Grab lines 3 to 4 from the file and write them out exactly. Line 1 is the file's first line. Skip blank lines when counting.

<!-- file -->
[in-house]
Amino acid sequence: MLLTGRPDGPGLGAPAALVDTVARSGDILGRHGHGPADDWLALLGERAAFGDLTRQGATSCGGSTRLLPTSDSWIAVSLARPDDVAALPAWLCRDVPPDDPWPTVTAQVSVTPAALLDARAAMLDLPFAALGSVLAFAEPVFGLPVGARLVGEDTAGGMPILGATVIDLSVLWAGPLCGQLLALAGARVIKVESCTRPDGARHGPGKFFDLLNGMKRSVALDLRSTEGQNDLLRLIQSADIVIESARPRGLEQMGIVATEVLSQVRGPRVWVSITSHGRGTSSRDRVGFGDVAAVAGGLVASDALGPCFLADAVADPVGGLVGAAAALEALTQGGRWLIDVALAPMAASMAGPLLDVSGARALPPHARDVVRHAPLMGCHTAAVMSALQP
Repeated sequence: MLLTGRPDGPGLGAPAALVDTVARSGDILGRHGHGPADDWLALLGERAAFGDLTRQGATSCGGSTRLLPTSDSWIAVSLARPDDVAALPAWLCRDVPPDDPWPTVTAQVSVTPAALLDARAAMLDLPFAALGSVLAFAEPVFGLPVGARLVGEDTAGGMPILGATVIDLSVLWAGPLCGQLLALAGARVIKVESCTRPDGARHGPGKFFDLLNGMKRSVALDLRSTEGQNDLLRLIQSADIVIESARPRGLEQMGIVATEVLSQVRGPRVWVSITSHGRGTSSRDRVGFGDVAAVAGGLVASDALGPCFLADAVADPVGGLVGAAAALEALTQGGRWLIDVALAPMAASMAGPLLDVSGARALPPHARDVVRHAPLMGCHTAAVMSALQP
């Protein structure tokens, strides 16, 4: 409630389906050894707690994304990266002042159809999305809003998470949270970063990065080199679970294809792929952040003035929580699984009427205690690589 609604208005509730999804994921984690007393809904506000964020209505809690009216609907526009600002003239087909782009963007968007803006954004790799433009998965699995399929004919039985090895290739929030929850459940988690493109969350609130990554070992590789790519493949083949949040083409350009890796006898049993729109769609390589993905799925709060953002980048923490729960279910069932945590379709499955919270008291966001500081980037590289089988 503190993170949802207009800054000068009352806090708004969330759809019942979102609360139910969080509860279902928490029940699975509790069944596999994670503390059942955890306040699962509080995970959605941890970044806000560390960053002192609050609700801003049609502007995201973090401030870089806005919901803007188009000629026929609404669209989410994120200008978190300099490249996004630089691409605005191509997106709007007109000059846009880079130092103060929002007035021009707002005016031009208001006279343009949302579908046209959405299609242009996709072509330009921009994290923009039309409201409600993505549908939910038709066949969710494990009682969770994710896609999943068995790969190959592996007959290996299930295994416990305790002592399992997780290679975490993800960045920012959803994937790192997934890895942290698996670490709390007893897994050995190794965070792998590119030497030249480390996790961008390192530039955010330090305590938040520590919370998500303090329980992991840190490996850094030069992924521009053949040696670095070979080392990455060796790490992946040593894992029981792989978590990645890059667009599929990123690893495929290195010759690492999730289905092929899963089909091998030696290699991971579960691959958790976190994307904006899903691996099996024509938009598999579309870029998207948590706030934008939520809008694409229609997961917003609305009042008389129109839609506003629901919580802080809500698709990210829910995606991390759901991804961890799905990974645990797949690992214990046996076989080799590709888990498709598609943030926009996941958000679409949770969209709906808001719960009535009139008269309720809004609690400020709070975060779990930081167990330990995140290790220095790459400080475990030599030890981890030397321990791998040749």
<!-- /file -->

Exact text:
Repeated sequence: MLLTGRPDGPGLGAPAALVDTVARSGDILGRHGHGPADDWLALLGERAAFGDLTRQGATSCGGSTRLLPTSDSWIAVSLARPDDVAALPAWLCRDVPPDDPWPTVTAQVSVTPAALLDARAAMLDLPFAALGSVLAFAEPVFGLPVGARLVGEDTAGGMPILGATVIDLSVLWAGPLCGQLLALAGARVIKVESCTRPDGARHGPGKFFDLLNGMKRSVALDLRSTEGQNDLLRLIQSADIVIESARPRGLEQMGIVATEVLSQVRGPRVWVSITSHGRGTSSRDRVGFGDVAAVAGGLVASDALGPCFLADAVADPVGGLVGAAAALEALTQGGRWLIDVALAPMAASMAGPLLDVSGARALPPHARDVVRHAPLMGCHTAAVMSALQP
């Protein structure tokens, strides 16, 4: 409630389906050894707690994304990266002042159809999305809003998470949270970063990065080199679970294809792929952040003035929580699984009427205690690589 609604208005509730999804994921984690007393809904506000964020209505809690009216609907526009600002003239087909782009963007968007803006954004790799433009998965699995399929004919039985090895290739929030929850459940988690493109969350609130990554070992590789790519493949083949949040083409350009890796006898049993729109769609390589993905799925709060953002980048923490729960279910069932945590379709499955919270008291966001500081980037590289089988 503190993170949802207009800054000068009352806090708004969330759809019942979102609360139910969080509860279902928490029940699975509790069944596999994670503390059942955890306040699962509080995970959605941890970044806000560390960053002192609050609700801003049609502007995201973090401030870089806005919901803007188009000629026929609404669209989410994120200008978190300099490249996004630089691409605005191509997106709007007109000059846009880079130092103060929002007035021009707002005016031009208001006279343009949302579908046209959405299609242009996709072509330009921009994290923009039309409201409600993505549908939910038709066949969710494990009682969770994710896609999943068995790969190959592996007959290996299930295994416990305790002592399992997780290679975490993800960045920012959803994937790192997934890895942290698996670490709390007893897994050995190794965070792998590119030497030249480390996790961008390192530039955010330090305590938040520590919370998500303090329980992991840190490996850094030069992924521009053949040696670095070979080392990455060796790490992946040593894992029981792989978590990645890059667009599929990123690893495929290195010759690492999730289905092929899963089909091998030696290699991971579960691959958790976190994307904006899903691996099996024509938009598999579309870029998207948590706030934008939520809008694409229609997961917003609305009042008389129109839609506003629901919580802080809500698709990210829910995606991390759901991804961890799905990974645990797949690992214990046996076989080799590709888990498709598609943030926009996941958000679409949770969209709906808001719960009535009139008269309720809004609690400020709070975060779990930081167990330990995140290790220095790459400080475990030599030890981890030397321990791998040749």